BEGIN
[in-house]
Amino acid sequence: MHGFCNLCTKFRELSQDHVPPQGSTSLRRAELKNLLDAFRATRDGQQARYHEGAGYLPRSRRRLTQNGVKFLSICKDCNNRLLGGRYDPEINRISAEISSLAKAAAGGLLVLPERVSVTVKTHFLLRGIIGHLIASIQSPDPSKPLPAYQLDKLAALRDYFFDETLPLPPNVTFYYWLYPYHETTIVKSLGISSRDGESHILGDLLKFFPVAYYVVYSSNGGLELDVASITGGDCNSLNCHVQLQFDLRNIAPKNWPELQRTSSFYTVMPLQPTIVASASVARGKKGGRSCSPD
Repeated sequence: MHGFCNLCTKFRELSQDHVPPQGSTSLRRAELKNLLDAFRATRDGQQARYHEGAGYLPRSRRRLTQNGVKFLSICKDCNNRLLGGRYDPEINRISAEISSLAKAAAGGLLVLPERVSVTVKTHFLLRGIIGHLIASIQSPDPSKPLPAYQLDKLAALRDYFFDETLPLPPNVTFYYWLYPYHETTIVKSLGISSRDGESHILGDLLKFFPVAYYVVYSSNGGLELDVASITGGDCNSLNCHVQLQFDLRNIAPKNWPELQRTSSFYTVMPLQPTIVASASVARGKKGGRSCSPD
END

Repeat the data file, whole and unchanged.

[in-house]
Amino acid sequence: MHGFCNLCTKFRELSQDHVPPQGSTSLRRAELKNLLDAFRATRDGQQARYHEGAGYLPRSRRRLTQNGVKFLSICKDCNNRLLGGRYDPEINRISAEISSLAKAAAGGLLVLPERVSVTVKTHFLLRGIIGHLIASIQSPDPSKPLPAYQLDKLAALRDYFFDETLPLPPNVTFYYWLYPYHETTIVKSLGISSRDGESHILGDLLKFFPVAYYVVYSSNGGLELDVASITGGDCNSLNCHVQLQFDLRNIAPKNWPELQRTSSFYTVMPLQPTIVASASVARGKKGGRSCSPD
Repeated sequence: MHGFCNLCTKFRELSQDHVPPQGSTSLRRAELKNLLDAFRATRDGQQARYHEGAGYLPRSRRRLTQNGVKFLSICKDCNNRLLGGRYDPEINRISAEISSLAKAAAGGLLVLPERVSVTVKTHFLLRGIIGHLIASIQSPDPSKPLPAYQLDKLAALRDYFFDETLPLPPNVTFYYWLYPYHETTIVKSLGISSRDGESHILGDLLKFFPVAYYVVYSSNGGLELDVASITGGDCNSLNCHVQLQFDLRNIAPKNWPELQRTSSFYTVMPLQPTIVASASVARGKKGGRSCSPD